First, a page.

Jessica Ardente waited 36 years to have her first baby. Her parents will visit in two weeks to watch their grandson’s ultrasound. There are cribs and car seats to shop for, a nursery to decorate, and bottles, diapers and clothes to buy. And now, on top of everything else, there is Zika to worry about. Ardente lives in the one-square-mile section of Miami that health officials are urging pregnant women to avoid because of the mosquito-borne illness, which can cause severe birth defects, including stunted heads. (Kennedy and Sladky, 8/4)

Reuters: Judge For U.S. Lawsuits To Stop Insurance Mergers May Drop One Case
The judge assigned to rule whether the U.S. government can block the mega-mergers of health insurers Aetna Inc and Humana Inc, and Anthem Inc and Cigna Corp said on Thursday it would be difficult for him to decide both cases by the end of the year. The U.S. Department of Justice filed lawsuits in July to block the multibillion-dollar mergers, saying they would reduce competition, raise prices for consumers and stifle innovation if the number of large, national insurers were to fall from five to three. (Bartz, 8/4)

The Washington Post: High Prices Make Once-Neglected ‘Orphan’ Drugs A Booming Business
Three decades ago, Congress listened to the plight of Americans sick with diseases so rare many people had never heard of them. They were victims of a pharmaceutical market failure — “orphans” ignored by drug companies because, the thinking went, tiny groups of patients would lead to trifling sales. To make the business viable, Congress — pushed by patients and a popular television show that highlighted rare diseases — passed the Orphan Drug Act. The 1983 law offered drug companies attractive tax credits and monopolies to develop treatments for rare diseases, radically transforming the pipeline of orphan drugs. Now, rare diseases are no longer a neglected niche of the pharmaceutical business; they are a tantalizing moneymaking opportunity. (Johnson, 8/4)

The New York Times: Vexing Question On Patient Surveys: Did We Ease Your Pain?
The questionnaire arrives in the mail a few days after a patient’s discharge from the hospital. Did doctors treat you respectfully? Was your bathroom kept clean? Most of the queries seem mundane, but a backlash has been growing against one: Did staff members do everything they could for your pain? (Hoffman and Tavernise, 8/4)

NPR: Insurance Rules Can Hamper Recovery From Opioid Addiction
Twice a day, Angela and Nate Turner of Greenwood, Ind., put tiny strips that look like tinted tape under their tongues. "They taste disgusting," Angela says. But the taste is worth it to her. The dissolvable strips are actually a drug called Suboxone, which helps control an opioid user's cravings for the drug. The married couple both got addicted to prescription painkillers following injuries several years ago, and they decided to go into recovery this year. With Suboxone, they don't have to worry about how they'll get drugs, or how sick they'll feel if they don't. (Harper, 8/5)

The New York Times: N.I.H. May Fund Human-Animal Stem Cell Research
The National Institutes of Health announced on Thursday that it was planning to lift its ban on funding some research that injects human stem cells into animal embryos. The N.I.H. announced its proposal in a blog post by Carrie Wolinetz, the associate director for science policy, and in the Federal Register. The purpose is to try to grow human tissues or organs in animals to better understand human diseases and develop therapies to treat them. (Kolata, 8/4)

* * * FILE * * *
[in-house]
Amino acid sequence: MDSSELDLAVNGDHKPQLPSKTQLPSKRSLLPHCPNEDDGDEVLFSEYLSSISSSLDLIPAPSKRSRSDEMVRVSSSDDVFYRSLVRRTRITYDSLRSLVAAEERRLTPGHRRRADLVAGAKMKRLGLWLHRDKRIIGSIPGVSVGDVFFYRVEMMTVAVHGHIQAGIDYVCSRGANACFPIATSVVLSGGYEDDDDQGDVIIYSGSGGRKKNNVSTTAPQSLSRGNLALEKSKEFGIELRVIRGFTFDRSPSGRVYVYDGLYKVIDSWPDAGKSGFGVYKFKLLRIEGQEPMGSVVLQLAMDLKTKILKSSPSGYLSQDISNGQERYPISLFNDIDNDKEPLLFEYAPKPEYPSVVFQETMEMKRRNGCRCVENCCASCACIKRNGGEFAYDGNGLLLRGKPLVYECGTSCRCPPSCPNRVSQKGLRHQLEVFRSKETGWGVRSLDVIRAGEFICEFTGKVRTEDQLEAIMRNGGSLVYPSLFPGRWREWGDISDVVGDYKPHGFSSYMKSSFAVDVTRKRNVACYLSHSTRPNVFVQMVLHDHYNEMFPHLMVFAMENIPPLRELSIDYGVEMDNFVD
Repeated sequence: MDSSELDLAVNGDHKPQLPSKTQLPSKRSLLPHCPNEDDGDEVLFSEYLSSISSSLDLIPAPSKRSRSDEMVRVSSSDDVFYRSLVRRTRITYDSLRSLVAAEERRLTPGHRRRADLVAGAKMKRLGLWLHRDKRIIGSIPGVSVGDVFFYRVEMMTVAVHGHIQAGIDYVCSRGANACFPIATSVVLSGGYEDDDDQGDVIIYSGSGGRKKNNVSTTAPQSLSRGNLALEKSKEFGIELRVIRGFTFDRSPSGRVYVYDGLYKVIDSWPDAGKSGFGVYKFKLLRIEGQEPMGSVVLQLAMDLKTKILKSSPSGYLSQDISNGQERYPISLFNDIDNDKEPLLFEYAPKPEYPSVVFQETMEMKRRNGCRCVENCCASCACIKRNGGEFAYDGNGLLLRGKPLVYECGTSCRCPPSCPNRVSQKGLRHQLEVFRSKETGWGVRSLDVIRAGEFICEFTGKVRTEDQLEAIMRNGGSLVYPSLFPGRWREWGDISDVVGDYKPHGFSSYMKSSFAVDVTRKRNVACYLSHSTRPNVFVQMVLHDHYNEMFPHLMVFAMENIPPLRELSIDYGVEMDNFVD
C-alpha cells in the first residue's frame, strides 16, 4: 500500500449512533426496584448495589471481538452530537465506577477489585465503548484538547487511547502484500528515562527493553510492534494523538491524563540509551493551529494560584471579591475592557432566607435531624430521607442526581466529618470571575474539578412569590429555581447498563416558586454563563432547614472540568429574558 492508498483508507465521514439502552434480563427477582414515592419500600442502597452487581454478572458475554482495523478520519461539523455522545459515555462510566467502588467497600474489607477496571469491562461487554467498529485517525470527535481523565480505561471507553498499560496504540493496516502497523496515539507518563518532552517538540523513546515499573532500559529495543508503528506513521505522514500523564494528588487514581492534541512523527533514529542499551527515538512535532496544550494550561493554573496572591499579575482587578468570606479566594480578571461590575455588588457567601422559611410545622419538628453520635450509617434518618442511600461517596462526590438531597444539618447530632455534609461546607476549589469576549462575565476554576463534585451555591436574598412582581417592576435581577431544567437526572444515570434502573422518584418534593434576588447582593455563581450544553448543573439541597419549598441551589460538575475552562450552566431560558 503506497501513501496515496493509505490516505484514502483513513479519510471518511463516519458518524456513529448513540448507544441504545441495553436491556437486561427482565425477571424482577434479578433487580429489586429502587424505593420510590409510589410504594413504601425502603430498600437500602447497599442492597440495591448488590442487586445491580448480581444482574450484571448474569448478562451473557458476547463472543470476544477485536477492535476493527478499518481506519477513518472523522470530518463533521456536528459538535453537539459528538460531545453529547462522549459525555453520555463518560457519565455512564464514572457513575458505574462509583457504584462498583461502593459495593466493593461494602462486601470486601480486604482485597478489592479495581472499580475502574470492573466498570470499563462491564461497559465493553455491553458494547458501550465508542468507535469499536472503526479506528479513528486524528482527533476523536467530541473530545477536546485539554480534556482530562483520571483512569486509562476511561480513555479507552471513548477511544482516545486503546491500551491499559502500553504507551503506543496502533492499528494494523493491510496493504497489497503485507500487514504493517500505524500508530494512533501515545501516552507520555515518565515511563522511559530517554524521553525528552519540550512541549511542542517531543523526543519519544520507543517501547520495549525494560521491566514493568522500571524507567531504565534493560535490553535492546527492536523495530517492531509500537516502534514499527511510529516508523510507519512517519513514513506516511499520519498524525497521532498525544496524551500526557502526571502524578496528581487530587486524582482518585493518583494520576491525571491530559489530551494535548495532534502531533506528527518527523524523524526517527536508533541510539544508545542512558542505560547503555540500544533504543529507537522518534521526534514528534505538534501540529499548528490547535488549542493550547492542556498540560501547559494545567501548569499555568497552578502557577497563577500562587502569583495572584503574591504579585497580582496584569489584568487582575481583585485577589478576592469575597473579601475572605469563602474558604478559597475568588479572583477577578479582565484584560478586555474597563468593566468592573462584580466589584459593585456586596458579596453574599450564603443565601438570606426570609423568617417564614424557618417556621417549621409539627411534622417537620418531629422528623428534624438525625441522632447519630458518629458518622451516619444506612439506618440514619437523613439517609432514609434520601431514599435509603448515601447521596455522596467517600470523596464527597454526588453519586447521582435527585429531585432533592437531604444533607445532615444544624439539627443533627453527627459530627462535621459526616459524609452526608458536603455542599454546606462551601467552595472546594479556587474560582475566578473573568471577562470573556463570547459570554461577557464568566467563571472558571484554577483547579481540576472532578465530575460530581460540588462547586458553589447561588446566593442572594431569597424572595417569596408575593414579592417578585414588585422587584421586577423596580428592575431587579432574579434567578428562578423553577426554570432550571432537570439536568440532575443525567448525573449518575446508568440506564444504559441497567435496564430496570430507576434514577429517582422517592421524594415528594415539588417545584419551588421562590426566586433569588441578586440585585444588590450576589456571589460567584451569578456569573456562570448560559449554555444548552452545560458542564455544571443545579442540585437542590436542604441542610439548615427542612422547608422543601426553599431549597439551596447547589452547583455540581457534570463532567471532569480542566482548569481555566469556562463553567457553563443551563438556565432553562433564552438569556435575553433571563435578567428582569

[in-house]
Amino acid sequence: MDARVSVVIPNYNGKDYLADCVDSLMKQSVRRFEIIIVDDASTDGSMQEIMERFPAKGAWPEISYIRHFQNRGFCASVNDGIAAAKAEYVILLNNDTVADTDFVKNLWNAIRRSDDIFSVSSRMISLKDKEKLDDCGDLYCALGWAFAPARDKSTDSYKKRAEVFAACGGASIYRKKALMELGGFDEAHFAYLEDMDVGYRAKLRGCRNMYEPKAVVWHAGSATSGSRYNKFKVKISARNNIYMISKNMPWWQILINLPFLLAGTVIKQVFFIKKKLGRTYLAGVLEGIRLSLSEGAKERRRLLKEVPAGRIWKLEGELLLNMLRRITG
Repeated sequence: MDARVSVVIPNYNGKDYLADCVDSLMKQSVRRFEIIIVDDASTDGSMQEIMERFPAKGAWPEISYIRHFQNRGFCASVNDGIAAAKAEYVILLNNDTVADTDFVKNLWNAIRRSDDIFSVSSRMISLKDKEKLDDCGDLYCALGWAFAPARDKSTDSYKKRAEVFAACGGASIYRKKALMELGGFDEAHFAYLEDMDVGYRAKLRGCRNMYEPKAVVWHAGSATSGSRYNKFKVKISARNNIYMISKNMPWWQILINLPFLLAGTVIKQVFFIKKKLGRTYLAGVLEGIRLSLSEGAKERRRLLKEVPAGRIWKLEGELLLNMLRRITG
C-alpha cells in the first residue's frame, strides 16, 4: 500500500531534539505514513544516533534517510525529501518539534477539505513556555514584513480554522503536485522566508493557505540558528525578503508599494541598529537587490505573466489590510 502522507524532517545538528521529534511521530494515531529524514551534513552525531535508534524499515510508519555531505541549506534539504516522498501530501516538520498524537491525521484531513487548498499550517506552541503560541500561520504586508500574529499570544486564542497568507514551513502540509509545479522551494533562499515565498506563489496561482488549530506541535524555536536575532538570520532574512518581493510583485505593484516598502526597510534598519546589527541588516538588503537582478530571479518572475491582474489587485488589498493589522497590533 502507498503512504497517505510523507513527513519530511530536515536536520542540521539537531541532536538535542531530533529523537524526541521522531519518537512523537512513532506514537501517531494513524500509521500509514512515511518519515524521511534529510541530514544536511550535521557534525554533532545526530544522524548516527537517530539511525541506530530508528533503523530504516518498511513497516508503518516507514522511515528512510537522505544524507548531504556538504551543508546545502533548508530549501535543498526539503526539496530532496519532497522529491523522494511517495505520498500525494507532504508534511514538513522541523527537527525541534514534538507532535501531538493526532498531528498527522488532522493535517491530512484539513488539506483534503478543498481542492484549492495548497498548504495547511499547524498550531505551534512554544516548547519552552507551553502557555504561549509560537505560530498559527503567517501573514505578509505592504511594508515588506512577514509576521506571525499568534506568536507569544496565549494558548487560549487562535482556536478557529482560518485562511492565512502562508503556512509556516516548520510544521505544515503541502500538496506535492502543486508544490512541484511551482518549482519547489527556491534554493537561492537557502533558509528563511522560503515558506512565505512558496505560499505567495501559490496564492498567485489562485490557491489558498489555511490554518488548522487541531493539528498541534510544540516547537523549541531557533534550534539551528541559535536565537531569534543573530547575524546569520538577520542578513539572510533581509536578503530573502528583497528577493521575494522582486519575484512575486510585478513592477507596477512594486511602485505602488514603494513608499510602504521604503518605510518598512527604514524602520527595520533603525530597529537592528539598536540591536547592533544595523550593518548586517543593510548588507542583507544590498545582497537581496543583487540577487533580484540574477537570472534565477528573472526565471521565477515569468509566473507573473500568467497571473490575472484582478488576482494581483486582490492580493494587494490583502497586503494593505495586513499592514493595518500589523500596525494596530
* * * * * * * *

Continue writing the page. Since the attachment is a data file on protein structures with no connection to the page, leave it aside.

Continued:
NPR: NIH Plans To Lift Ban On Research Funds For Part-Human, Part-Animal Embryos
The National Institutes of Health is proposing a new policy to permit scientists to get federal money to make embryos, known as chimeras, under certain carefully monitored conditions. The NIH imposed a moratorium on funding these experiments in September because they could raise ethical concerns. One issue is that scientists might inadvertently create animals that have partly human brains, endowing them with some semblance of human consciousness or human thinking abilities. Another is that they could develop into animals with human sperm and eggs and breed, producing human embryos or fetuses inside animals or hybrid creatures. (Stein, 8/4)

NPR: Medical Studies Involving Children Often Go Unpublished
Many medical studies involving children never end up being put to use because scientists frequently don't publish the results of their work, according to an analysis published online Thursday. The findings raise both scientific and ethical issues regarding research on this vulnerable population. (Harris, 8/4)

NPR: Testing Children For Lead Exposure, Explained
The water contamination crisis in Flint, Mich., has driven increased attention to the need to test for lead exposure. But children can be exposed to lead from other sources, including paint, soil, toys and candy. More than half a million children ages 1 to 5 had high blood lead levels in 2010, according to the CDC. But as [Connie] Hill discovered, lead testing can be confusing. We spoke with scientists and doctors to find out what Hill and other parents should know about lead testing in children. (Beans, 8/4)

The Associated Press: Rauner Surprises GOP With Action On Birth Control, Abortions
Republican Gov. Bruce Rauner has clashed with Illinois Democrats on big issues like the state budget and the influence of unions, but he recently he bucked the party line on legislation the GOP has fervently opposed: expanding birth control coverage and access to abortions. Not a single Republican voted in favor of either bill. So last week, Rauner surprised some Republican legislators and angered conservative groups when he signed both Democrat-sponsored measures. (8/4)

The Associated Press: No Prison Time For Ailing Doc Convicted In Federal Drug Case
A Frederick physician who fled to Panama amid allegations he overprescribed addictive painkillers won’t serve prison time for his federal fraud conviction. In a document filed Tuesday in U.S. District Court in Baltimore, his lawyer says 81-year-old Nicola Tauraso is receiving hospice care and is medically incompetent to make decisions. Defense attorney Elizabeth Oyer says she and prosecutors have agreed to jointly recommend no prison time. (8/4)

Kaiser Health News is an editorially independent operating program of the Kaiser Family Foundation. (c) 2016 Kaiser Health News. All rights reserved.